We’ll explore cutting-edge innovation in payments — facial recognition payment and its nitty-gritty
Let’s dive in and stay informed!
Imagine walking into a grocery store without any cash, credit cards, or even your phone and still being able to make a payment. That’s the power of facial recognition payment (FRP). This cutting-edge technology, which is already available in China, enables users to complete transactions simply by scanning their faces. The global market for contactless biometrics technology is expected to reach $18.6 billion by 2026 at a 19.1% CAGR.
FRP: What Is It, and How Does It Work?
FRP is a biometric payment technology that verifies a user's identity during transactions by using facial recognition software. The technology takes a picture of the user's face and compares it to images stored in a database using machine learning algorithms. If the images match, the user is granted access to their payment information, and the transaction can be processed.
FRP offers a more secure and convenient alternative to traditional payment methods, such as passwords or pin numbers, by eliminating the need for physical payment devices or remembering login credentials.
FRP requires point-of-sale machines equipped with a connected device with a small camera to access the facial information database. Customers must first associate their facial image with the payment system, and once setup is complete, making purchases becomes a simple process. The customer selects the FRP option on the checkout machine, positions themselves in front of the camera for scanning, confirms the payment on the screen, and the transaction is completed.
Face recognition and deep learning algorithms assist in recognizing the customer's face, extracting features from the face, validating them against the registered facial image, and determining the customer's liveliness.
So far so good, what about the implications?
FRP technology offers several advantages, such as convenience, speed, and enhanced security, enabling users to make payments simply by gazing into a camera, eliminating the need for physical cards or passwords.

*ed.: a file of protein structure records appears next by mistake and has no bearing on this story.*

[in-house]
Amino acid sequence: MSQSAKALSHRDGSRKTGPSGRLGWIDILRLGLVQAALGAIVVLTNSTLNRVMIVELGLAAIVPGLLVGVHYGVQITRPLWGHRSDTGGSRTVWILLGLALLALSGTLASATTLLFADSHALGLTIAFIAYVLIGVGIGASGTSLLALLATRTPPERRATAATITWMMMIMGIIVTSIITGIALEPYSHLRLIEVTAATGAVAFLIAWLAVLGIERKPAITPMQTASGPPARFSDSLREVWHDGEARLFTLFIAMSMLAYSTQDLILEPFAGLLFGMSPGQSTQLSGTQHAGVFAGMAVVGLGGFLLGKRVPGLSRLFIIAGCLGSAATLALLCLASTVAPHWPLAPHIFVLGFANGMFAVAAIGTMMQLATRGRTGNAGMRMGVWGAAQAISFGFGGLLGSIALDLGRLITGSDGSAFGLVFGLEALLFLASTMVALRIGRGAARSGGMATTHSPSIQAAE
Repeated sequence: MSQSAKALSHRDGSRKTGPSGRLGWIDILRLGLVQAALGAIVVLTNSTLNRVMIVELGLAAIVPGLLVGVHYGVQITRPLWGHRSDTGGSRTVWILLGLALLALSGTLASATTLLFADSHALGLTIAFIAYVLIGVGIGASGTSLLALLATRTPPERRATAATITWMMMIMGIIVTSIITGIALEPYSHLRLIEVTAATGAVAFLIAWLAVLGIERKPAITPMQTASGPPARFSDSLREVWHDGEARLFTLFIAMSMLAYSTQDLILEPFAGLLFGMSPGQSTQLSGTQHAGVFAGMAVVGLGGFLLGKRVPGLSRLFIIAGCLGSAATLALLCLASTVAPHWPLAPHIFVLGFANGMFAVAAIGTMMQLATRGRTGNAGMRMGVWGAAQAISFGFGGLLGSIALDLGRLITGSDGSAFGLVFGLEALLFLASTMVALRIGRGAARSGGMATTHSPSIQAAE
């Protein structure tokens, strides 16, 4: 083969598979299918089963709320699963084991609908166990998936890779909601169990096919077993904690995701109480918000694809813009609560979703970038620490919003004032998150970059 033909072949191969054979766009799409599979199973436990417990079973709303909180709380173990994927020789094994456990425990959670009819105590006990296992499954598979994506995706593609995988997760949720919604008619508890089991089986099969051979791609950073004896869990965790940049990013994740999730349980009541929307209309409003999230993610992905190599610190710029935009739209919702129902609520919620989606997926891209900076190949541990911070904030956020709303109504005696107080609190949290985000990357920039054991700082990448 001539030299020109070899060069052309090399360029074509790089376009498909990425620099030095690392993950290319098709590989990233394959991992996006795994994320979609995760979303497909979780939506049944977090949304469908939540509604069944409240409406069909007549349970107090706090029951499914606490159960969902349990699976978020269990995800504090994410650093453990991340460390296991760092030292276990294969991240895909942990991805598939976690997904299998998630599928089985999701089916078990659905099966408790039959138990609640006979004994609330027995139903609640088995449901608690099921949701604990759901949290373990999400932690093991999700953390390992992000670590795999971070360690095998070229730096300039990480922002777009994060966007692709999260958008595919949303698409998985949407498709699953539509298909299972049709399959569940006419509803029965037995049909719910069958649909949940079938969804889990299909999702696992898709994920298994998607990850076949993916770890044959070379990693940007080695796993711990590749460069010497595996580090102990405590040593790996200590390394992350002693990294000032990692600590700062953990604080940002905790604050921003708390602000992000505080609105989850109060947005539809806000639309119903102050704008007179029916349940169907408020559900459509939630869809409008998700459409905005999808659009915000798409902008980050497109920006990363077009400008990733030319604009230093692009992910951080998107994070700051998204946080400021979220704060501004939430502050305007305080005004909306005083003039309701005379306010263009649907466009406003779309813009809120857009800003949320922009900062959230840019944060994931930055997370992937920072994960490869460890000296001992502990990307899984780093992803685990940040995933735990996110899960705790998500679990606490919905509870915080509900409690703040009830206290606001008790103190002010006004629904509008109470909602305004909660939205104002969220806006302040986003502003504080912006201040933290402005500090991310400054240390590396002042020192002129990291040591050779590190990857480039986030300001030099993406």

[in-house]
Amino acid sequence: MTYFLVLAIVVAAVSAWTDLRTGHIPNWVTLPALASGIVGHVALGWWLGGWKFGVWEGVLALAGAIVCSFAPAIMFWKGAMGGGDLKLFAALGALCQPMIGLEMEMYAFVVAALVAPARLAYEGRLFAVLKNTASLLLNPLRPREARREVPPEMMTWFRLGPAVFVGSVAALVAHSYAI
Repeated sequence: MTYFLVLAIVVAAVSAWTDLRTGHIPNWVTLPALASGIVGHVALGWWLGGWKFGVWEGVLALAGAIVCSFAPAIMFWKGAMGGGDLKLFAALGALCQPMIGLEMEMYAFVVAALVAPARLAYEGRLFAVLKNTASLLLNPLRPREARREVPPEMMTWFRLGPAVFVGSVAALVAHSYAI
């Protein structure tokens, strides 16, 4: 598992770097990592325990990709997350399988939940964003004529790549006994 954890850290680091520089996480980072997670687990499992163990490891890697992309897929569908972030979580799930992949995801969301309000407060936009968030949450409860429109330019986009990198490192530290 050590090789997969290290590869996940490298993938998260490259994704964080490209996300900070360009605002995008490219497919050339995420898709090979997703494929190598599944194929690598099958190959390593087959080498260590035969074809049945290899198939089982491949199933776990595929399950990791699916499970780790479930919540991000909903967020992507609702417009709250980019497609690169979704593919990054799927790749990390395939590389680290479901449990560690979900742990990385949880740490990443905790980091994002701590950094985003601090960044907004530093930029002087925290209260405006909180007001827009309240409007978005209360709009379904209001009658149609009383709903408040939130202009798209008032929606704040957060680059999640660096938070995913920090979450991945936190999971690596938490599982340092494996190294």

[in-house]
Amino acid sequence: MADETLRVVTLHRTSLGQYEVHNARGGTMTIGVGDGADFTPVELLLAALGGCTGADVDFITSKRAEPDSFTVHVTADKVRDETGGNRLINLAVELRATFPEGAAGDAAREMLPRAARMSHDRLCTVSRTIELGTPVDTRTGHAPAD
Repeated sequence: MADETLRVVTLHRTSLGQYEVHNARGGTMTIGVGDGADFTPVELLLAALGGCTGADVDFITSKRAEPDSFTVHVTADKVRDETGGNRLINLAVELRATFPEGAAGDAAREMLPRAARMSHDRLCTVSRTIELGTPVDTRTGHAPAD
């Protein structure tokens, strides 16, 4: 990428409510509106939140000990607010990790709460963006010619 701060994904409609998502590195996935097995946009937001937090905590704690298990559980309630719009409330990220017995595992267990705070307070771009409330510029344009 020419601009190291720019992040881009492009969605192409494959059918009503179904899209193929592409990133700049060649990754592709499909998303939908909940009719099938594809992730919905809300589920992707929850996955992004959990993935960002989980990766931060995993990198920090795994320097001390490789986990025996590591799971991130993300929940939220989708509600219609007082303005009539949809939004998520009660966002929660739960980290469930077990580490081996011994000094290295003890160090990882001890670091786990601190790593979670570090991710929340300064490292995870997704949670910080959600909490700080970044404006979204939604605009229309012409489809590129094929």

However, there are drawbacks, including technical issues with facial recognition, privacy concerns, the cost of implementation, and a lack of awareness. Additionally, the use of facial recognition technology raises ethical questions about the handling of personal information and its potential misuse. The technology may also present inaccuracies for individuals from ethnic or racial minorities and can result in money being taken from the wrong person's account in cases of misidentification.
To overcome the drawbacks of FRP, solution providers use additional authentication like PIN validation and fingerprint checking. This two level authentication helps identify the right person and avoid fraudulent attempts.
There is also no guarantee against third-party providers' databases containing millions of public biometric data being hacked. The appropriate regulatory bodies should implement the FRP solution by taking the necessary steps and disseminating the guidelines.
Trade-Off between the Advantages and Pitfalls
Regulatory bodies have a challenging role in balancing the benefits and drawbacks of facial recognition technology and ensuring its responsible use, protecting users privacy and rights.
- Privacy: Storing personal biometric data raises concerns about the protection of personal information and potential misuse
- Accuracy: The technology can be affected by various factors, leading to incorrect identifications. Regulators must ensure the technology is reliable and accurate.
- Bias and Discrimination: If the technology is trained on biased data, it could result in discrimination against certain groups, such as ethnic communities
- Security: Facial recognition systems are vulnerable to hacking and cyberattacks, putting users' sensitive information at risk. Regulators must ensure proper security measures are in place
- Ethics: The use of facial recognition technology raises ethical questions about personal privacy and the potential for misuse. Regulators must create policies and guidelines that ensure the technology is used in an ethical and responsible manner
China is a leader in biometric payment technology, but it's rapidly being adopted in other regions. In mid-2017, Alipay introduced its Smile to Pay facial recognition payment system in a KFC store in Hangzhou, marking the first commercial application of the technology globally. Alipay and WeChat Pay also introduced face-scanning machines, with usage of these machines growing at a rate of 16% to 20%. Mastercard followed suit by launching its own Smile to Pay solution in Brazil in May 2022, targeting the Middle East and Asia.
Despite the concerns raised by consumers, the adoption of facial recognition payment solutions remains a topic of interest in the coming years. Let's wait and see how retail customers will embrace this high-tech payment method.